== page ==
Woodworking Plans

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Woodworking Plans Design and Construction of Composting Facility. 3. Box type composting. 3. Plan and decide on the composting plant layout. 4. Plan the required key features. 7.

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By robertbaruch in WorkshopMetalworking

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Woodworking Planshow to Woodworking Plans for the 1 last update 2020/05/30

Introduction: A Riveted Metal Box With Lid

Woodworking Planshow to Woodworking Plans for This is a practice box, so it''re not going to touch upon bend radii or bend allowances, but these are important subjects if you want to get into anything more precise.

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Step 1: Tools and Materials

We will make the box out of 0.032"") aluminum sheet metal. You''m using 6061-T6 aluminum. Feel free to experiment with different alloys.

You will also need:

* Left and right sheet metal shears
* A spring-loaded punch
* Cleco pliers and at least 18 cleco fasteners, 3/32"" diameter, 0.225"" and a hole size of 0.097"")
* An air-powered or manual pop riveter
* A thin permanent marker
* A small file
* A square with ruler
* A metal shear
* A box brake

Not shown:

* Two long-nose locking pliers
* At least a 2 3/4"" wide aluminum hinge, without holes
* A drill
* A 3/32"" drill bit
* A #40 drill bit
* A drill bit somewhat larger than 1/8"" would work.
* Preferably, calipers
* A vertical bandsaw or a hacksaw


Step 2: Making the Sides (part 1)

We start the box by making its sides. The sides will be 3"", but we add 1/2"" x 3 1/2"" x 12"" x 12"" pieces from that strip.

With the marker, mark off a line 1/2"" away from one long edge. These are your bend lines.

Where the lines intersect, use the spring-loaded metal punch to put dimples in the metal. This is where you will drill, and the dimple helps to prevent the bit from wandering around.

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Now we need to figure out the measurement of the body that fits around the sides. To do this, we need to take into account bend allowance. The diagram shows what happens when you bend a piece of sheet metal. The bend allowance is the size of that messy bit in the middle which you need to know.

The next diagram shows how a side would unfold, including its bend allowance. So what we need is a piece of metal that is 2 x H, plus W, plus 2 x bend allowance, whatever that is. There are calculators on the web, but just use 1/32"" length, and mark it as shown in the diagram. From one edge, mark off a line at H plus 1/32"" from that, and another line H plus 1/32"" away from the edge.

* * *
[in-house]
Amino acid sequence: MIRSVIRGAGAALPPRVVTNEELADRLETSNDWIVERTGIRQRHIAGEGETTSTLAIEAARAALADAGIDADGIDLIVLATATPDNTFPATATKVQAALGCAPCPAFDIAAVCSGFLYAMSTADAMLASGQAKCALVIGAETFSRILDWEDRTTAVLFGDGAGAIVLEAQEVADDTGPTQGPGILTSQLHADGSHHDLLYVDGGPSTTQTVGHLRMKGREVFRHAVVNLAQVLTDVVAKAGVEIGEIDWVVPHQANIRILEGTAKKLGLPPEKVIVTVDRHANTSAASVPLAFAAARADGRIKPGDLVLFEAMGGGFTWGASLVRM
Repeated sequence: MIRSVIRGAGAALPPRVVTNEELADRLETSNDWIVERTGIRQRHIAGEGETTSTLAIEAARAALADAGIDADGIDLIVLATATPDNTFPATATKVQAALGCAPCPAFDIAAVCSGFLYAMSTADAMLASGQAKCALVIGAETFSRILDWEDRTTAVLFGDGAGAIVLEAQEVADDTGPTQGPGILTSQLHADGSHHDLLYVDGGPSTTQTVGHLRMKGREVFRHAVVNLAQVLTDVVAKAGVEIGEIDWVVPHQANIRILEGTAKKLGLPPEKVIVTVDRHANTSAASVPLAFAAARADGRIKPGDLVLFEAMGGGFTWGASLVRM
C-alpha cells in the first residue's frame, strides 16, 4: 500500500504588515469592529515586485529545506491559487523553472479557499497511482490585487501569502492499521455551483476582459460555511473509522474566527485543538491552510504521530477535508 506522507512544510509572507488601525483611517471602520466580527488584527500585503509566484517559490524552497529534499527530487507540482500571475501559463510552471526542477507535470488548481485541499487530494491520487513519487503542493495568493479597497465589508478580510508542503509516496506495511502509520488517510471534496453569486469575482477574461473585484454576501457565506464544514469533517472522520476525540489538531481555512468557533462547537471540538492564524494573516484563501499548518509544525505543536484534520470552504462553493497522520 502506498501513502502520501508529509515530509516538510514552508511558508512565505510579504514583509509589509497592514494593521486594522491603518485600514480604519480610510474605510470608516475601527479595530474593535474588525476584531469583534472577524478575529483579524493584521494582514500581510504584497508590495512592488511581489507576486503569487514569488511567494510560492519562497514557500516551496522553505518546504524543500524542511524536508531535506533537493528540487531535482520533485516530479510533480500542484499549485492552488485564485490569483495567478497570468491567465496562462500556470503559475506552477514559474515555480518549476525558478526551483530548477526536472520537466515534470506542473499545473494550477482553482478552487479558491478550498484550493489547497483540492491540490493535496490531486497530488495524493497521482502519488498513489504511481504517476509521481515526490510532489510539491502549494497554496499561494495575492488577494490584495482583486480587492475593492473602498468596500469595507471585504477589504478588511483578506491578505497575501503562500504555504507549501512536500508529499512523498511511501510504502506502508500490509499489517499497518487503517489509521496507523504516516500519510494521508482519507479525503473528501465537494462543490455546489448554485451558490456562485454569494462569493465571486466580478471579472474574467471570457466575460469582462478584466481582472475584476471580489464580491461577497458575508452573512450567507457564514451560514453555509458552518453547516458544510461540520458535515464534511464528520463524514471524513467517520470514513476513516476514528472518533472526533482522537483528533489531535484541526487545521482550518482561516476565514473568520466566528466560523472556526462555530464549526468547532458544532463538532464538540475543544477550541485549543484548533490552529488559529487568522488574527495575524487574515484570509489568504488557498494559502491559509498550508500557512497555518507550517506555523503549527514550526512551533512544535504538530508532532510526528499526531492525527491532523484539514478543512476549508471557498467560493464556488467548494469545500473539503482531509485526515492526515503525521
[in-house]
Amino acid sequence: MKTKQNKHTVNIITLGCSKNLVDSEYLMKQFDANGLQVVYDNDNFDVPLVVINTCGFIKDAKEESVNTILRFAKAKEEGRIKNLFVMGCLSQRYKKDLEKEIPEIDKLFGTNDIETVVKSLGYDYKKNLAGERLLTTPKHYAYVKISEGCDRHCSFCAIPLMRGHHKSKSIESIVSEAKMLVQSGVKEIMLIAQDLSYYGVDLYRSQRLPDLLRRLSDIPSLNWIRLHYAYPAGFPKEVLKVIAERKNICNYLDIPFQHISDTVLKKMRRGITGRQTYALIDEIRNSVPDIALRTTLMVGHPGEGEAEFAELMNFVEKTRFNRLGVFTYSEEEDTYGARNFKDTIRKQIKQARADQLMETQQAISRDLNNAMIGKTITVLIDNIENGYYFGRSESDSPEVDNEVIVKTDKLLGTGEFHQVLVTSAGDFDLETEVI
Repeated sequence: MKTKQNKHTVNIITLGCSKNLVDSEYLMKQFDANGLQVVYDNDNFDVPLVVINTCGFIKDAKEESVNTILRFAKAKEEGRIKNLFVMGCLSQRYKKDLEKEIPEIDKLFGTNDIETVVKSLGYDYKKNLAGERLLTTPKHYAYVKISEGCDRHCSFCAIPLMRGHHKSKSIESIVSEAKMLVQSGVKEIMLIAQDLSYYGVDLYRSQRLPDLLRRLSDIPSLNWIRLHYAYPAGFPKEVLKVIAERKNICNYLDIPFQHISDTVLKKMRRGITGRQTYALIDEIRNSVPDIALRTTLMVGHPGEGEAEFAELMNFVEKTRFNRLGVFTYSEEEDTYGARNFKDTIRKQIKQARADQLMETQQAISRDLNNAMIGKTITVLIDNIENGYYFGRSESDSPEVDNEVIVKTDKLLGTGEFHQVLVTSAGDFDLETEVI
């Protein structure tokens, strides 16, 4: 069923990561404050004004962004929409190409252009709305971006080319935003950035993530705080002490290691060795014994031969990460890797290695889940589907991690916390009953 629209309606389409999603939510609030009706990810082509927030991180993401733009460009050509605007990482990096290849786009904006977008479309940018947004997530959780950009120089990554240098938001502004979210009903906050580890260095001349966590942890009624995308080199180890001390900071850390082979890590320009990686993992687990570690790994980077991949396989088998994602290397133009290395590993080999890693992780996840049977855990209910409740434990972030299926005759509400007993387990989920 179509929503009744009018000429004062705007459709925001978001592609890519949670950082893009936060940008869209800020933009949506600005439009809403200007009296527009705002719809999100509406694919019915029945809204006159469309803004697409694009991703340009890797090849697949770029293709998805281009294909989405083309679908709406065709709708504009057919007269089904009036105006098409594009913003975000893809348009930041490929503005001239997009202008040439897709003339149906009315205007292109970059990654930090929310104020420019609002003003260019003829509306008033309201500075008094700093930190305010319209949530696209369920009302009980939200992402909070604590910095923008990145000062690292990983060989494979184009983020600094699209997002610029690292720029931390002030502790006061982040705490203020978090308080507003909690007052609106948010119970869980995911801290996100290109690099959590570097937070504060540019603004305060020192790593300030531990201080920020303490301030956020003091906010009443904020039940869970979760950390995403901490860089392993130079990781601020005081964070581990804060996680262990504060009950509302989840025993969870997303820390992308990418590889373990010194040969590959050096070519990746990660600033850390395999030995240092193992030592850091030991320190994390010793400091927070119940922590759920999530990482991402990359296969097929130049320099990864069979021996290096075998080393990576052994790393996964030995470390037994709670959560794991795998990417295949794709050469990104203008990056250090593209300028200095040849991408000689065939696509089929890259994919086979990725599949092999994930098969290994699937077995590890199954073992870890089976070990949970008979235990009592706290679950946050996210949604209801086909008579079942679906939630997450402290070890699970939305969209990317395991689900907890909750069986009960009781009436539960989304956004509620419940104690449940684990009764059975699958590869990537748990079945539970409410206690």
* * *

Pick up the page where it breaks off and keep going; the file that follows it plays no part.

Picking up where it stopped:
Make a paper template with three lines, each 1"" bit.

Cut off the corners as before, and file the edges smooth.

Now use the box brake to bend at the lines into a U-shape.

The result should fit together as shown. If not, you may have to adjust the bend allowance if the sides aren''t fit.

Step 6: Match-drill the Holes

Next, we''t take much.

Now put it back together with the clecos.

Step 7: Rivet the Box

Woodworking Planshow to Woodworking Plans for Now it''ll have to redo the measurements for the lid.

As with the procedure before, draw a line 1/4"" bit, attach the lid to the hinge with locking pliers, match drill with the #40 bit, cleco, take apart, deburr, cleco together again, and rivet.

In the image, I''ve made!

Look at the box and think about how you would make the lid fit better. Maybe attach a handle to the lid. Spray paint it.

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    2 Discussions

    0
    stechi

    6 years ago on Step 11

    Nice job, and well explained!     Most people don''t have a home-made alternative to clecos. (anyone help here?)

    0
    robertbaruch

    Reply 6 years ago on Introduction Reply 6 years ago on Introduction

    Nice! I've seen people use screws with wingnuts in place of clecos. It takes a lot more time and effort, though. Clecos are comparatively more expensive: anywhere from $0.75 to $1.00 each.